Pakistan’s legislature unanimously condemned Pope Benedict XVI. Lebanon’s top Shiite cleric demanded an apology. And in Turkey, the ruling party likened the pontiff to Hitler and Mussolini and accused him of reviving the mentality of the Crusades.
Across the Islamic world Friday, Benedict’s remarks on Islam and jihad in a speech in Germany unleashed a torrent of rage that many fear could burst into violent protests like those that followed publication of caricatures of the Prophet Muhammad.
By citing an obscure Medieval text that characterizes some of the teachings of Islam’s founder as “evil and inhumane,” Benedict inflamed Muslim passions and sparked fears of a new outbreak of anti-Western protests.
The last outpouring of Islamic anger at the West came in February over cartoons first published in a Danish newspaper. Some experts said the perceived provocation by the spiritual leader of more than a billion Roman Catholics could leave even deeper scars.
Ney will plead guilty in inquiry
Rep. Bob Ney agreed Friday to plead guilty to two criminal charges in the congressional corruption inquiry spawned by disgraced lobbyist Jack Abramoff. Papers in the case said the Ohio Republican had accepted trips with others worth more than $170,000.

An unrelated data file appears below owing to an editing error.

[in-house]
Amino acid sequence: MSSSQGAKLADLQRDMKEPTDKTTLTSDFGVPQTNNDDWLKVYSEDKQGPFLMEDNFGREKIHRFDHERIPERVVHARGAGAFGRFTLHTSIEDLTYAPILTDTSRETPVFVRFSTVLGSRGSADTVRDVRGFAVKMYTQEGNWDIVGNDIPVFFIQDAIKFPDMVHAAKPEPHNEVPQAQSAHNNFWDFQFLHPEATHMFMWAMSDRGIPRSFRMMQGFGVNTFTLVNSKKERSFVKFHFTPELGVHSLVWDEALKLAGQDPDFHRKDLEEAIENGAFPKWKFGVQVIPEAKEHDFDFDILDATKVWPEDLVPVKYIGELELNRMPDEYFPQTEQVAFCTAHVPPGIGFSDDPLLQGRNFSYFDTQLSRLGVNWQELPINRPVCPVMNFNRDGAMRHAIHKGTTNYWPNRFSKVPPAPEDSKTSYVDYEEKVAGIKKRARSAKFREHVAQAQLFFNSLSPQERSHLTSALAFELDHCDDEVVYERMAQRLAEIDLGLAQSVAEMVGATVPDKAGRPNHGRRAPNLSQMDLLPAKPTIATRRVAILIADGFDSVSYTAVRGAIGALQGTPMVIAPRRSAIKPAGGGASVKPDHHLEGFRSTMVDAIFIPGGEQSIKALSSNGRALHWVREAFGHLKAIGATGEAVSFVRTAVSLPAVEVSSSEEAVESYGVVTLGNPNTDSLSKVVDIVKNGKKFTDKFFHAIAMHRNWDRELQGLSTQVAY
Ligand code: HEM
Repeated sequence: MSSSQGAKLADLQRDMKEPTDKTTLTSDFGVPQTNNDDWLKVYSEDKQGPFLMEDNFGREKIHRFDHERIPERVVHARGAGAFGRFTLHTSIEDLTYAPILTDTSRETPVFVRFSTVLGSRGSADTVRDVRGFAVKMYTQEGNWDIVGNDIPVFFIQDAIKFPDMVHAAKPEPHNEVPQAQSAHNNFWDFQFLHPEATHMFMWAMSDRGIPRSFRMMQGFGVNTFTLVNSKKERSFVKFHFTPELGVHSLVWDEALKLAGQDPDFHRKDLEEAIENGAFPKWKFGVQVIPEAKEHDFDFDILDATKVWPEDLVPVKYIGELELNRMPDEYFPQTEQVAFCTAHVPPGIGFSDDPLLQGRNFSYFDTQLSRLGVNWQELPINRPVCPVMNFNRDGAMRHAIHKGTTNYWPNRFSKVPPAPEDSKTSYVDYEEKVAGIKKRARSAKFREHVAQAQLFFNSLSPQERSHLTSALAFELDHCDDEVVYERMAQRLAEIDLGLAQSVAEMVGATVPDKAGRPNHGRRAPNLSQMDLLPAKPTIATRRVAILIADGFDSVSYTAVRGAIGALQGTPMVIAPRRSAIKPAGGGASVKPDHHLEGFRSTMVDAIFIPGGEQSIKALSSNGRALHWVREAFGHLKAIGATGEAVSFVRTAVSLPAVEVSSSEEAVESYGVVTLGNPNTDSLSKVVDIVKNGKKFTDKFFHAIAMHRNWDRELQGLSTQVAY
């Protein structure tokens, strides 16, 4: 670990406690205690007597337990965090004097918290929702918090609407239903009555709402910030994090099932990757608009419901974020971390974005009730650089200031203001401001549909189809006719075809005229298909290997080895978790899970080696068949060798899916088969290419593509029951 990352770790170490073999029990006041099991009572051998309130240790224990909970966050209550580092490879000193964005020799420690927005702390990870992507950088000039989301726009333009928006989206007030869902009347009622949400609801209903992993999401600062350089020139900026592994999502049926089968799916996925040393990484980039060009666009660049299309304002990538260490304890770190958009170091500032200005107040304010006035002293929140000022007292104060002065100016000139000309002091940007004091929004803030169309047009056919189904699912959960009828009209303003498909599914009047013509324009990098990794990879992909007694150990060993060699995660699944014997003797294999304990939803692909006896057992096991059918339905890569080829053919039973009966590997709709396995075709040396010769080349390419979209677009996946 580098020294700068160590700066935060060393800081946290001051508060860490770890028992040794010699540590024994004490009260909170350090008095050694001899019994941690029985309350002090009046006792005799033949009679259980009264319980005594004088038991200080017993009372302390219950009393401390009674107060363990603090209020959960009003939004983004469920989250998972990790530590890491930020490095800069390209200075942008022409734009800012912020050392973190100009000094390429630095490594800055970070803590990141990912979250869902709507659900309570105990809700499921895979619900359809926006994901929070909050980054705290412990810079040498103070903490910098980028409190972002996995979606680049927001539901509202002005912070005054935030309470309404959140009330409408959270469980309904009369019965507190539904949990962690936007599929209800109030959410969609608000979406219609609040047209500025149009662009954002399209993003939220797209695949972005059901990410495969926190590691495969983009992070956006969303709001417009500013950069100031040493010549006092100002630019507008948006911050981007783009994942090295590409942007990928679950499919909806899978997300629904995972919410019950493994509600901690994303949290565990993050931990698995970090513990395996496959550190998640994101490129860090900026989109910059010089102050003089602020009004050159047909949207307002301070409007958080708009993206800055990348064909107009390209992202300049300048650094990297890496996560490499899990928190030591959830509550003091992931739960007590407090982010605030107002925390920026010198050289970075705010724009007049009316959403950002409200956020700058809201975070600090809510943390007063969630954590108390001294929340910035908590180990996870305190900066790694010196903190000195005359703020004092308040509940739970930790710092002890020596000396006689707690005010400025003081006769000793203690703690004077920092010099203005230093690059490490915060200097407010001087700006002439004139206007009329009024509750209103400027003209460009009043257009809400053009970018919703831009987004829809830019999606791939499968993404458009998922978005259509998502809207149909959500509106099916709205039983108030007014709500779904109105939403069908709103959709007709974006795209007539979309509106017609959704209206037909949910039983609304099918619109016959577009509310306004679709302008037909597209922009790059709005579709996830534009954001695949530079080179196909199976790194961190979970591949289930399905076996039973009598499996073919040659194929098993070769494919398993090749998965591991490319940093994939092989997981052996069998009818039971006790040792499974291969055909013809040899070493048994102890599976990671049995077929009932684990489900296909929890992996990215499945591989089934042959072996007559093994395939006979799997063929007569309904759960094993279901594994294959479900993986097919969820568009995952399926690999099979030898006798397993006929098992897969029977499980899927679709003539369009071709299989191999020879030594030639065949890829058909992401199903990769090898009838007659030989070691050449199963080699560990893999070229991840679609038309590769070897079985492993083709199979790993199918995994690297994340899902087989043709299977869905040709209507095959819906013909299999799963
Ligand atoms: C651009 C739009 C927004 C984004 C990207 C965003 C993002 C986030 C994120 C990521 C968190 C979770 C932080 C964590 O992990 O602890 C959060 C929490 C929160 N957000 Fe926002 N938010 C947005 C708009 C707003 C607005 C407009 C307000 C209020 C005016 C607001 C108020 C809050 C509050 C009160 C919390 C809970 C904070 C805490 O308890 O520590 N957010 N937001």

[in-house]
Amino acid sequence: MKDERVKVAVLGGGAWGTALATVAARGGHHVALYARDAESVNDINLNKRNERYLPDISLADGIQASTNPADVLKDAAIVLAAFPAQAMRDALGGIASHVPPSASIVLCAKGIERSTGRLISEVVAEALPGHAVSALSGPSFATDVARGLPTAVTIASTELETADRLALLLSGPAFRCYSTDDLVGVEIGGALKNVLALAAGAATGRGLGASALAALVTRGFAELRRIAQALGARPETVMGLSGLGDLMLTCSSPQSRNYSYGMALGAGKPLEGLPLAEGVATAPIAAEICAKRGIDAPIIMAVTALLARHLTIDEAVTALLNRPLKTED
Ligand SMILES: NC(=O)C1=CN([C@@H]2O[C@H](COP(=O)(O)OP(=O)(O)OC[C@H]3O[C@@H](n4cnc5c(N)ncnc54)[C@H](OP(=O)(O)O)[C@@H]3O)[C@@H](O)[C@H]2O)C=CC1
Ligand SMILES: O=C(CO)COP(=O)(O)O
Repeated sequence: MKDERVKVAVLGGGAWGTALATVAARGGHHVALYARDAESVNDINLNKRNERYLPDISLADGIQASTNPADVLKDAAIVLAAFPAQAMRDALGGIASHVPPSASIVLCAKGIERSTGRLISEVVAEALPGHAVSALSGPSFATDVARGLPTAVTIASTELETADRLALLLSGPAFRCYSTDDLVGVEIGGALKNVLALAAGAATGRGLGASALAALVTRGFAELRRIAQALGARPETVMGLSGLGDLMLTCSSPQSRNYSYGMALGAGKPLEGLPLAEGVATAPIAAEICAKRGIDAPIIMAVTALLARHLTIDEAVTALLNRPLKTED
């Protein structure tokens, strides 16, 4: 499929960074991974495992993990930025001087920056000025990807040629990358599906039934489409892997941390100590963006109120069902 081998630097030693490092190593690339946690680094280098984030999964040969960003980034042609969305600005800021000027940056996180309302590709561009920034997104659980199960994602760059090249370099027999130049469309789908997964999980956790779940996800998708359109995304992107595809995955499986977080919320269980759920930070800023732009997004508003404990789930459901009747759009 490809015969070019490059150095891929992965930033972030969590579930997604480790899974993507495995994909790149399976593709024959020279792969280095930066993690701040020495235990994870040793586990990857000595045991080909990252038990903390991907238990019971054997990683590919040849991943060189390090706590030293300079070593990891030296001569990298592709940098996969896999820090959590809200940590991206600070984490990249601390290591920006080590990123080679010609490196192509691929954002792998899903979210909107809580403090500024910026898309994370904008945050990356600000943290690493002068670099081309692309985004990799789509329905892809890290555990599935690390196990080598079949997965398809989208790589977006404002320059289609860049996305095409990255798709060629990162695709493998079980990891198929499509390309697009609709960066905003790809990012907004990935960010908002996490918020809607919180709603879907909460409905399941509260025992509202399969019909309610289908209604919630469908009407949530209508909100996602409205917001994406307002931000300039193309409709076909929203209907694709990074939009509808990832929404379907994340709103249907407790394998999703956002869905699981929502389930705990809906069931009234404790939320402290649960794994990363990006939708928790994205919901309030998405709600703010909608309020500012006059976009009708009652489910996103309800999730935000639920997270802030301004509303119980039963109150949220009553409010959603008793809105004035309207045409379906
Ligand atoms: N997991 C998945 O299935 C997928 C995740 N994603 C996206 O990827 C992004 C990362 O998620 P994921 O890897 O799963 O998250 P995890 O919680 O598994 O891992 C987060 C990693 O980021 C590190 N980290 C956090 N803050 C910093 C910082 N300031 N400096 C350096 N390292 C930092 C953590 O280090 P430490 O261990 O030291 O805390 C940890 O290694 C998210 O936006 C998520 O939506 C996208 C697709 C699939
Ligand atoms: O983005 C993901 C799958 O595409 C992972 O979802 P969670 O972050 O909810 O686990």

Justice Department officials said prosecutors would recommend the 52-year-old congressman serve 27 months in prison. A formal admission of guilt would make Ney the first lawmaker to confess to crimes in a Republican-heavy scandal that erupted at the dawn of the election year.
After months of stoutly denying wrongdoing, Ney signed a formal plea agreement that outlined charges of conspiracy and making false statements by not disclosing gifts he received from Abramoff on financial disclosure forms required by Congress.
His lawyer said Ney had begun treatment for alcohol dependency and would likely make a formal admission of guilt in court on Oct. 13.
Green Bay, Wis.
Shooting spree plot suspects had cache
Two 17-year-olds suspected of plotting a shooting spree at their high school were obsessed with the mass killings at Columbine High School and had homemade bombs and weapons at their homes, investigators said Friday.
The boys were arrested Thursday at East High School after a student went to an associate principal.
“If someone hadn’t come forward, we’d be talking about funerals instead of charges,” said Brown County District Attorney John Zakowski.
William C. Cornell and Shawn R. Sturtz were arrested on suspicion of conspiracy to commit first-degree intentional homicide and conspiracy to commit arson.
Police found nine rifles and shotguns, a handgun, about 20 “crudely made” explosive devices, camouflage clothing, gas masks, two-way radios and hundreds of rounds of ammunition at Cornell’s house.